Last night, Johan Santana threw his third consecutive start in which he walked more batters than he struck out. He had never thrown two in a row before his effort against the Padres on Thursday.
For the season, Santana is striking out only 5.8 batters per nine innings, far below his career 9.0 rate. He is walking more batters than he has in any season since 2002, when he was still a wild 23-year-old. And for the first time in Santana’s career, the average velocity of his fastball has dipped below 90 mph.
None of that is good. To stat nerds like me, he appears a textbook case to regress: A pitcher who has been lucky to post a 3.13 ERA on the season, and who will inevitably soon allow more home runs per fly ball and a higher batting average on balls in play and end up with a line closer to his 3.81 FIP or his 4.70 xFIP.
And if Johan Santana was Kevin Millwood or Ramon Ortiz or someone I’d be saying just that. But Johan Santana is not some run of the mill innings eater. Johan Santana is a two-time Cy Young Award winner only a few years removed from being the most dominant pitcher in baseball. So I’m open to considering other possibilities, and searching for tangible reasons why he might be outperforming his peripherals.
Looking more closely at Santana’s Fangraphs page, it’s difficult to sort through what could be noise and the products of the still-small sample size for 2010. Plus it’s important to remember that Santana is coming off elbow surgery and has always been better in the second half.
Here’s something interesting I noticed, though: Over the past few years, Santana has been steadily yielding more contact that he ever did in Minnesota, though not much more contact on pitches inside the strike zone. His rate of contact induced on pitches outside of the zone has gone from around 51% in his last three seasons with the Twins to 59.8% in 2008, 62.5% in 2009, and 73.8% this season.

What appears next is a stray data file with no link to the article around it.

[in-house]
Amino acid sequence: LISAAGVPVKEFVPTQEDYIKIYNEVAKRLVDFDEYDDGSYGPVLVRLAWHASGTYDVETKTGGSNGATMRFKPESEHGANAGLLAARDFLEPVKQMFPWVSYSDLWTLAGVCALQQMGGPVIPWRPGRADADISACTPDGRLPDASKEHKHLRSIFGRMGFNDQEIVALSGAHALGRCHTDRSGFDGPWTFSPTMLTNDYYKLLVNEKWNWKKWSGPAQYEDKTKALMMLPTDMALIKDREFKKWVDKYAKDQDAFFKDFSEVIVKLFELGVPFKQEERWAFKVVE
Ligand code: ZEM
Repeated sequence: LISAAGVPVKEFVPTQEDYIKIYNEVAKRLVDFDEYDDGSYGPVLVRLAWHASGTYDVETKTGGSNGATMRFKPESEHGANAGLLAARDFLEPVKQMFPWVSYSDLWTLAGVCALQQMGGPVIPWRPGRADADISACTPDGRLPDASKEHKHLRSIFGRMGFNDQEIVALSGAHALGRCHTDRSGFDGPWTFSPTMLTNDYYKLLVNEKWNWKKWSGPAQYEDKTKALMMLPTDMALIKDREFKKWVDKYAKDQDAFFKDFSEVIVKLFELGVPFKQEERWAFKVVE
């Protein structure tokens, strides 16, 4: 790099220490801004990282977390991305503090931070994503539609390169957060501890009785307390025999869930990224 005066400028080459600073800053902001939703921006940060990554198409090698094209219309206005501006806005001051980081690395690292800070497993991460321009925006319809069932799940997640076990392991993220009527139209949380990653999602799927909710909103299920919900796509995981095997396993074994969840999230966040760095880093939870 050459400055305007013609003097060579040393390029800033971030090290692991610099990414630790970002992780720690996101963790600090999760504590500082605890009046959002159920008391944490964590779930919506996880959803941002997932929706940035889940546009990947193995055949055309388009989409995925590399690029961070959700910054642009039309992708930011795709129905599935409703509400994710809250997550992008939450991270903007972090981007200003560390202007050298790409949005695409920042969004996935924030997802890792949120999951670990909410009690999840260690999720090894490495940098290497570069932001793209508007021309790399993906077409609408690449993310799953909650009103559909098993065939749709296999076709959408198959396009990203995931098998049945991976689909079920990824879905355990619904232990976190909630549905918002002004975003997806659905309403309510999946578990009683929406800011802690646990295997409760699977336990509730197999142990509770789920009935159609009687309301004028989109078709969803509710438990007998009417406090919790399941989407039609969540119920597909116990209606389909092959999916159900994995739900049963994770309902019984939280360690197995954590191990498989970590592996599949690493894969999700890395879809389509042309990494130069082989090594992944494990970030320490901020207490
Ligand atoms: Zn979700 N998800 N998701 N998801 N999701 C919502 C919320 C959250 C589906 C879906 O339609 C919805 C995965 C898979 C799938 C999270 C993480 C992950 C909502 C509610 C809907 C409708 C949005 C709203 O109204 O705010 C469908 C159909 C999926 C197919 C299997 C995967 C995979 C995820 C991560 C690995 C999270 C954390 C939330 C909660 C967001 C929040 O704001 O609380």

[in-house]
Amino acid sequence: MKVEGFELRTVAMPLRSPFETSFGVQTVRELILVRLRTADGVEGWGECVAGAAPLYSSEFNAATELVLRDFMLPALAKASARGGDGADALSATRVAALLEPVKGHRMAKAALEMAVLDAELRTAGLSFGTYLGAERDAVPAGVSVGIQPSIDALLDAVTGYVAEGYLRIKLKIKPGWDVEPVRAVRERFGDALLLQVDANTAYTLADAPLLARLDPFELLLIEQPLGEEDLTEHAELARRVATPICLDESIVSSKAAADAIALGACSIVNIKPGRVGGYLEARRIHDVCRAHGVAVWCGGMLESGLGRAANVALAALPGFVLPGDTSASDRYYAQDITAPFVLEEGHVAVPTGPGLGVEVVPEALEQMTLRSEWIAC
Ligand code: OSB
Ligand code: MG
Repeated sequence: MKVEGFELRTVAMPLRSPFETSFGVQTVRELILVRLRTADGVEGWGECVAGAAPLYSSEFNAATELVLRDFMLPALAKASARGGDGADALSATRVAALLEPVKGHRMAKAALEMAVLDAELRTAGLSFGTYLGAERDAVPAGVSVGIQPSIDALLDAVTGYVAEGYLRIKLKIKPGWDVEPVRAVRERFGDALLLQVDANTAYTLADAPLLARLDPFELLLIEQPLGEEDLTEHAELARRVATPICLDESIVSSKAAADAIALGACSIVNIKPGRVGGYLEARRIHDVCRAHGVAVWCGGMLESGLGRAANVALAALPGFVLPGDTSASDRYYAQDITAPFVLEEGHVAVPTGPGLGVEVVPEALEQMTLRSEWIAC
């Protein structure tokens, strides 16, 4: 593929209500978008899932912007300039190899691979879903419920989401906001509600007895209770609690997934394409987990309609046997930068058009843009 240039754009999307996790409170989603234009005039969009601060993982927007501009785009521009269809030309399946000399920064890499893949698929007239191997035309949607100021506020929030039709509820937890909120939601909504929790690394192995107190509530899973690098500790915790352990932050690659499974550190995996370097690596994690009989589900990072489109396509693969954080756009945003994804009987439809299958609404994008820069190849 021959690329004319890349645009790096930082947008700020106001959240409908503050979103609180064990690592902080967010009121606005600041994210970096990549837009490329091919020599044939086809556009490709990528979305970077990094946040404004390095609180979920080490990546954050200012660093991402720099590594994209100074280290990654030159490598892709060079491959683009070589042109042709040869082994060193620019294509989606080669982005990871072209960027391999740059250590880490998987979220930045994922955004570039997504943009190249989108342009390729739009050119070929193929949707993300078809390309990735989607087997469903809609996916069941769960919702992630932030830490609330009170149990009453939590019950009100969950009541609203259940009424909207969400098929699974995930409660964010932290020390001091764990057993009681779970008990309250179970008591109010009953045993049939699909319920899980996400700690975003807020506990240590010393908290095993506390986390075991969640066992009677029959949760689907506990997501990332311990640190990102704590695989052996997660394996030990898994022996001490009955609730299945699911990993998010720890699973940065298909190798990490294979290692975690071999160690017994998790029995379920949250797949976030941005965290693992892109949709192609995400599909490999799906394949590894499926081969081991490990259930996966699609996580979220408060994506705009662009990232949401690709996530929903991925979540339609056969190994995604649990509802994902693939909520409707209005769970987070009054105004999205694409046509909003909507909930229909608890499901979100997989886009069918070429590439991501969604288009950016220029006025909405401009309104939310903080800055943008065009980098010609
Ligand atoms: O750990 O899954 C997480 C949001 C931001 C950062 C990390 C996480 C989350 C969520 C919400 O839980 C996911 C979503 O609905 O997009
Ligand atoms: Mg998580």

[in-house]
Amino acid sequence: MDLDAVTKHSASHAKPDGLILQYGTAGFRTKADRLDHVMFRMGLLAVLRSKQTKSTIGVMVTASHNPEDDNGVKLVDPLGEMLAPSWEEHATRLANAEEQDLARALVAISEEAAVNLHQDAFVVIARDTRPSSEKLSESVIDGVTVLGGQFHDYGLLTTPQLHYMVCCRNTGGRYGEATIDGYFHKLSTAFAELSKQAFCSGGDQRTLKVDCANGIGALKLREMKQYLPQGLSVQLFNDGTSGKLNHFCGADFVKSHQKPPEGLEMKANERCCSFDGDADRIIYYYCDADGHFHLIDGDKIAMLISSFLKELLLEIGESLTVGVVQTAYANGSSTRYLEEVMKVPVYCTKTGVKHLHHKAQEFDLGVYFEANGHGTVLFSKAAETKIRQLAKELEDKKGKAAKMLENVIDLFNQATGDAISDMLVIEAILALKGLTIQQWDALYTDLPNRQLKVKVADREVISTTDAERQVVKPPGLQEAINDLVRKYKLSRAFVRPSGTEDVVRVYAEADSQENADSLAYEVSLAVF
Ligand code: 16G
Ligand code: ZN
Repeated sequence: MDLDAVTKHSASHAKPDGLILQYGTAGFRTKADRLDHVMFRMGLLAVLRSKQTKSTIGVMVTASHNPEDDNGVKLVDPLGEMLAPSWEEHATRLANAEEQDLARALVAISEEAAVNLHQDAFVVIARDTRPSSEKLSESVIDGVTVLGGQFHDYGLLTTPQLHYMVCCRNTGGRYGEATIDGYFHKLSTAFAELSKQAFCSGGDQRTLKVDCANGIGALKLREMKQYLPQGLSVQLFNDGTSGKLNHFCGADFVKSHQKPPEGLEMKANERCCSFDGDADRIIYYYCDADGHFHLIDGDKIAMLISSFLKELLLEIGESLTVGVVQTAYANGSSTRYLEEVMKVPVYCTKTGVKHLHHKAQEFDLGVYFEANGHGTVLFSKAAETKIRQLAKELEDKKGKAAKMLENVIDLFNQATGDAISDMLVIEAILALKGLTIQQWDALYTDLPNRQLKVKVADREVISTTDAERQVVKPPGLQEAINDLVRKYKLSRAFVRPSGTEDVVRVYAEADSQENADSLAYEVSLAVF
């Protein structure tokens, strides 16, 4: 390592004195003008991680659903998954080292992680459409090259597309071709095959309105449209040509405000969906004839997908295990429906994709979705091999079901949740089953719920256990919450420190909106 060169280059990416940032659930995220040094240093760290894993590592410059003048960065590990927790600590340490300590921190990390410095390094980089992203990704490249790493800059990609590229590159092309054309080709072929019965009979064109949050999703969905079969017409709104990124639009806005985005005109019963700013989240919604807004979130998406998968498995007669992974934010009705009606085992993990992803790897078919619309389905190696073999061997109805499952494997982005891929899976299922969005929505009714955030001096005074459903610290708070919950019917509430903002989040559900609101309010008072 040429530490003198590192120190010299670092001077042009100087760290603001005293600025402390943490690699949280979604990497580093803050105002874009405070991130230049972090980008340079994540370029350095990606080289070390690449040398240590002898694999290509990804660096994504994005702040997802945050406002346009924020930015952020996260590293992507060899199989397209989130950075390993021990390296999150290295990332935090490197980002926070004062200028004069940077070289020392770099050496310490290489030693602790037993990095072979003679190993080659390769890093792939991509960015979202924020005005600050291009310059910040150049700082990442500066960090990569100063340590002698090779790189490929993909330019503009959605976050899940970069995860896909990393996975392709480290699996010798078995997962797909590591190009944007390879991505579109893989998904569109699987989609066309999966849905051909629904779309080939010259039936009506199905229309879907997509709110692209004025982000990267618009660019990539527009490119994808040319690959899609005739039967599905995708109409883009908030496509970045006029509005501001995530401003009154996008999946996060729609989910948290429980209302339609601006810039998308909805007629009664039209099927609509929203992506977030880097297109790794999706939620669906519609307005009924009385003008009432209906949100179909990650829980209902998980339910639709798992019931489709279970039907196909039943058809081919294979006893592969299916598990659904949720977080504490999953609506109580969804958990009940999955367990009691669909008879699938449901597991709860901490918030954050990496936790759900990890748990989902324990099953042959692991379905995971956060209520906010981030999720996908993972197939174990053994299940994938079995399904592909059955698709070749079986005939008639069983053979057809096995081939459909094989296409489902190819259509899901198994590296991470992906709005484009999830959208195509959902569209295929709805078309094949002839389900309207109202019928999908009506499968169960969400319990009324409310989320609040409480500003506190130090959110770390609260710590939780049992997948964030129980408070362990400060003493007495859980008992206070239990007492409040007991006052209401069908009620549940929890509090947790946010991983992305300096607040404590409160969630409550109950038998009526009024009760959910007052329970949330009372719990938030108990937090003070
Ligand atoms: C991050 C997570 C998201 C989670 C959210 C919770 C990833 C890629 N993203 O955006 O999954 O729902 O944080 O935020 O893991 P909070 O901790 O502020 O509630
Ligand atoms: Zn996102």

Santana’s throwing about as many pitches outside the zone as he always has, opposing batters are just hitting them more often. That could indicate that he’s lost some movement on his pitches, especially since he’s inducing fewer swinging strikes than ever before, but it could also explain some of the stat-belying success. Maybe Santana is more effectively inducing weak contact than ever before, relying more on popups and lazy flies than strikeouts.
Or maybe I’m grasping at straws. I’m a Mets fan, after all, and a Santana fan in particular.
But if someone’s going to do that — if some pitcher could figure out how to rely on weak contact and, despite a lackluster K:BB ratio and an unexceptional groundball rate, maintain an excellent ERA — wouldn’t it stand to reason that it’d be a brilliant pitcher like Santana?
He put a ton of mileage on his arm in Minnesota, and he’s a 31-year-old pitcher now with a history of elbow surgeries and an average fastball.
The decrease in strikeouts and uptick in walks are bad, no doubt, and hardly bode well for the remaining three years on his contract. But he’s still Johan Santana, and as long as the results are there, that has to count for something. I have faith in the predictive power of statistics, but I might have even more faith in Santana’s awesomeness.